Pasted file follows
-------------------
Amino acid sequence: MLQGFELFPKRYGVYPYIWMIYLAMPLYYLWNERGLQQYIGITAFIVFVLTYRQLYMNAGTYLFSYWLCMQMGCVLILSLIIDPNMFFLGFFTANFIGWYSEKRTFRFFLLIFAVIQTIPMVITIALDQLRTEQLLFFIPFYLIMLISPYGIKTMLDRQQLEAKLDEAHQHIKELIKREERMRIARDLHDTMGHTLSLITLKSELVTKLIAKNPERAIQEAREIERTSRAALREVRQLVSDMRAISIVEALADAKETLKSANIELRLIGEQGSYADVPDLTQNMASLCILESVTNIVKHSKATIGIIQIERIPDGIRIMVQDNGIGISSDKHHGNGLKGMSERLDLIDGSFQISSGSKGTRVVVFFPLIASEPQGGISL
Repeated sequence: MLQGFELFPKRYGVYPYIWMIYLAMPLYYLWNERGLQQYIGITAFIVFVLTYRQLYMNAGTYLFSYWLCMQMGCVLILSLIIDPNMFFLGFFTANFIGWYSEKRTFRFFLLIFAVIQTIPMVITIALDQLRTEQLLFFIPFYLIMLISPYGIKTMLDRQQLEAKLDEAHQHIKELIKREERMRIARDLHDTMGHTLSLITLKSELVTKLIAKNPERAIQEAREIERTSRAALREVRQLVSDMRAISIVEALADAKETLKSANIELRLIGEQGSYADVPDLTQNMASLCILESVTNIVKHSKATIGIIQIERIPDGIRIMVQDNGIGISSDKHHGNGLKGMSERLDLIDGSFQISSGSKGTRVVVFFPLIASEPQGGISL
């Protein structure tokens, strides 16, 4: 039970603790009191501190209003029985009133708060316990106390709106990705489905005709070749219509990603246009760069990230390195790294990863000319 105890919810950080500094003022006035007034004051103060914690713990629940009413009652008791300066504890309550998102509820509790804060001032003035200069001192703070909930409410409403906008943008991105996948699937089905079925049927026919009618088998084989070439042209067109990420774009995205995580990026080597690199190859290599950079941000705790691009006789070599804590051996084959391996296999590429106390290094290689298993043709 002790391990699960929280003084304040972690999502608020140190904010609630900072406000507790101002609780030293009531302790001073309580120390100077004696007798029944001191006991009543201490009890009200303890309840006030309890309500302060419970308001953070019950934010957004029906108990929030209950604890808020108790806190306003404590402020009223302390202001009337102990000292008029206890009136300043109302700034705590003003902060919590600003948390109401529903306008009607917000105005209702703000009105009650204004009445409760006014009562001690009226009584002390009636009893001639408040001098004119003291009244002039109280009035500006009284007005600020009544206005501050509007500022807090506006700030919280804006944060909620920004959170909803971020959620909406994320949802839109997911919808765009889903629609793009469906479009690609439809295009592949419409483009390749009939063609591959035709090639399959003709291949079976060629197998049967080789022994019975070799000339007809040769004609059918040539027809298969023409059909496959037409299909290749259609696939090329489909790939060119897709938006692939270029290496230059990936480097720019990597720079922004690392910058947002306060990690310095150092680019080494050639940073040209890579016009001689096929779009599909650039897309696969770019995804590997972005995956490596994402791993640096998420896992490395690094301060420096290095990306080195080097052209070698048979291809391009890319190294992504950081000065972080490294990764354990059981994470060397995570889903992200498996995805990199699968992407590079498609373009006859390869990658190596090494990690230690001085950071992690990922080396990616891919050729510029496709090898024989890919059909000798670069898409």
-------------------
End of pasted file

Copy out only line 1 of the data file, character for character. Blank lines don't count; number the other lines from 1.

Amino acid sequence: MLQGFELFPKRYGVYPYIWMIYLAMPLYYLWNERGLQQYIGITAFIVFVLTYRQLYMNAGTYLFSYWLCMQMGCVLILSLIIDPNMFFLGFFTANFIGWYSEKRTFRFFLLIFAVIQTIPMVITIALDQLRTEQLLFFIPFYLIMLISPYGIKTMLDRQQLEAKLDEAHQHIKELIKREERMRIARDLHDTMGHTLSLITLKSELVTKLIAKNPERAIQEAREIERTSRAALREVRQLVSDMRAISIVEALADAKETLKSANIELRLIGEQGSYADVPDLTQNMASLCILESVTNIVKHSKATIGIIQIERIPDGIRIMVQDNGIGISSDKHHGNGLKGMSERLDLIDGSFQISSGSKGTRVVVFFPLIASEPQGGISL